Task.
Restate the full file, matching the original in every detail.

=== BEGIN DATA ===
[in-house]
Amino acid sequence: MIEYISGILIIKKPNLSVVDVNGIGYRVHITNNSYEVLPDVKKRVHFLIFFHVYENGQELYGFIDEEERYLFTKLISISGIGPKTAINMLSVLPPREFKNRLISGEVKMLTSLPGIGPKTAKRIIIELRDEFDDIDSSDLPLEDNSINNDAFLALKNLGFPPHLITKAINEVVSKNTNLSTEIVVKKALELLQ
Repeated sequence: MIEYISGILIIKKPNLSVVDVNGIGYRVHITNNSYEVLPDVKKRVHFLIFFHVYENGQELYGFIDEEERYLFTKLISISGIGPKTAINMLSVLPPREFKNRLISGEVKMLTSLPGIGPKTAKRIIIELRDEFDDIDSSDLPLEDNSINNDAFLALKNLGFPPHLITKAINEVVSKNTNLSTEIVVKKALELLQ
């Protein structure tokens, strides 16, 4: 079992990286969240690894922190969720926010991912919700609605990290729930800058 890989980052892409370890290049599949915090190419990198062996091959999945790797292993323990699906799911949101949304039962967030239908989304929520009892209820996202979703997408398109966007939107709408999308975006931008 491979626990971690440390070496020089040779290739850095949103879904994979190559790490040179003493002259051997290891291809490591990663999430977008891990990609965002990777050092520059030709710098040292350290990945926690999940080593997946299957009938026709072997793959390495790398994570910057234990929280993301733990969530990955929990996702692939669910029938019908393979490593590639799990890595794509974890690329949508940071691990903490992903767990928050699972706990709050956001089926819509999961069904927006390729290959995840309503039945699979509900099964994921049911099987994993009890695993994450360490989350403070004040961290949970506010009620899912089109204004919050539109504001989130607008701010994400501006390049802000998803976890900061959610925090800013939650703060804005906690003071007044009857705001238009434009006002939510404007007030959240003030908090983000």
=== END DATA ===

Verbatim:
[in-house]
Amino acid sequence: MIEYISGILIIKKPNLSVVDVNGIGYRVHITNNSYEVLPDVKKRVHFLIFFHVYENGQELYGFIDEEERYLFTKLISISGIGPKTAINMLSVLPPREFKNRLISGEVKMLTSLPGIGPKTAKRIIIELRDEFDDIDSSDLPLEDNSINNDAFLALKNLGFPPHLITKAINEVVSKNTNLSTEIVVKKALELLQ
Repeated sequence: MIEYISGILIIKKPNLSVVDVNGIGYRVHITNNSYEVLPDVKKRVHFLIFFHVYENGQELYGFIDEEERYLFTKLISISGIGPKTAINMLSVLPPREFKNRLISGEVKMLTSLPGIGPKTAKRIIIELRDEFDDIDSSDLPLEDNSINNDAFLALKNLGFPPHLITKAINEVVSKNTNLSTEIVVKKALELLQ
């Protein structure tokens, strides 16, 4: 079992990286969240690894922190969720926010991912919700609605990290729930800058 890989980052892409370890290049599949915090190419990198062996091959999945790797292993323990699906799911949101949304039962967030239908989304929520009892209820996202979703997408398109966007939107709408999308975006931008 491979626990971690440390070496020089040779290739850095949103879904994979190559790490040179003493002259051997290891291809490591990663999430977008891990990609965002990777050092520059030709710098040292350290990945926690999940080593997946299957009938026709072997793959390495790398994570910057234990929280993301733990969530990955929990996702692939669910029938019908393979490593590639799990890595794509974890690329949508940071691990903490992903767990928050699972706990709050956001089926819509999961069904927006390729290959995840309503039945699979509900099964994921049911099987994993009890695993994450360490989350403070004040961290949970506010009620899912089109204004919050539109504001989130607008701010994400501006390049802000998803976890900061959610925090800013939650703060804005906690003071007044009857705001238009434009006002939510404007007030959240003030908090983000």